The other characters aren't much better. They weren't really fleshed out and Katherine was borderline offensive with the way she kinda was interested in Jorg while believing he had raped her. WTF!? And when certain people started dying I simply did not care. In fact the only time I was bothered by someone dying was the incident with the dog. That should tell you all you need to know.
There is a lot of jumping between timelines that was so annoying because it felt more like a gimmick than necessary. We have two main timelines - the "present" when Jorg is 18 and the "past" where Jorg is 14. Sometimes Jorg would remember stuff from before the past when he was little child or from before the present but after the past. Then there were also Katherine's diary pages which Jorg actually discovers at the very end of the novel but which narrate what's happened to her in the last four years.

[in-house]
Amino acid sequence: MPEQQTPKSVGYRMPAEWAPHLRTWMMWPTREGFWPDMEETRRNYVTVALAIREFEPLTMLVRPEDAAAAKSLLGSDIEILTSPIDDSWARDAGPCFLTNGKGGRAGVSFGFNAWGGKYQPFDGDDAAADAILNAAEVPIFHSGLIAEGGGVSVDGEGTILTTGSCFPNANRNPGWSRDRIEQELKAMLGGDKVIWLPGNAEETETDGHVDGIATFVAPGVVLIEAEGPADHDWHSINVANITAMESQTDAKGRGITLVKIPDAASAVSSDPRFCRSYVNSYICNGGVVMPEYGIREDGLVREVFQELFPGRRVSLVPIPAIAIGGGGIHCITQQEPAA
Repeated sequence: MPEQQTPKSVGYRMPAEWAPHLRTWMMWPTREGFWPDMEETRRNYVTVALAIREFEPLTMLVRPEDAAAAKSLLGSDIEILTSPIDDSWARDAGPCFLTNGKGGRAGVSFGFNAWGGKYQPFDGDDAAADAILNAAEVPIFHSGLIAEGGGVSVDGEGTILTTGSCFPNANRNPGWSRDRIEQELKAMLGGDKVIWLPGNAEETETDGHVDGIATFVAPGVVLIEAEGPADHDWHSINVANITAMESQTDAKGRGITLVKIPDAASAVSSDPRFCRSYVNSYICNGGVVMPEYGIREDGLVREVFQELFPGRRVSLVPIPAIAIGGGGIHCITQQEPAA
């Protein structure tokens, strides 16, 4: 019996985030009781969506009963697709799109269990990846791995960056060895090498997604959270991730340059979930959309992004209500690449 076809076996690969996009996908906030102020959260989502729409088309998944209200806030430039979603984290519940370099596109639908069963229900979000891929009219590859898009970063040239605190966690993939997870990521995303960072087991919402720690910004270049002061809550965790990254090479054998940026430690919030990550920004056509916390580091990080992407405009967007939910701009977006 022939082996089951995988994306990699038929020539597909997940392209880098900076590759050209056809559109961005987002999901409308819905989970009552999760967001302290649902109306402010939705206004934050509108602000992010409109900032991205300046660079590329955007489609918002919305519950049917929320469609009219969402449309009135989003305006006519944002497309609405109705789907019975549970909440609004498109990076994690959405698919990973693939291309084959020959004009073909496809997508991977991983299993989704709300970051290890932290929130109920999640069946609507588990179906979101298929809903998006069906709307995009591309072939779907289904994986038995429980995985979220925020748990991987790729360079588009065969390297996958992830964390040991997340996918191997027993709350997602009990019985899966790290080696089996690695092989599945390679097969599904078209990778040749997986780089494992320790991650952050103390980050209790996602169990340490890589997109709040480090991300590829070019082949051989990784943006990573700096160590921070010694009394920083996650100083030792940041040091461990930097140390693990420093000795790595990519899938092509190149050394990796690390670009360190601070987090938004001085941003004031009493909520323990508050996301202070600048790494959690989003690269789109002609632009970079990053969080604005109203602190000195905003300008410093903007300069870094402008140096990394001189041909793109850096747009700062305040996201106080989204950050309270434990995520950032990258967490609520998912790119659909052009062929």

Obviously the reason for the time jumps was so Jorg could explain what had happened in the past to make events in the present possible. Except that one time where Jorg is like "so I got this thing but I'm not going to tell you how I got this thing because that's a story for another time muhahaha". I don't know what *that* was about. Maybe the author hit his word limit or whatever.
The plot was so underwhelming. So the present is all about fighting an army that's ten times the size (or was it even twenty?) of Jorg's army. As mentioned the past explains how Jorg is able to do so and comprises mainly of Jorg travelling from point A to point B to point C. That's basically it.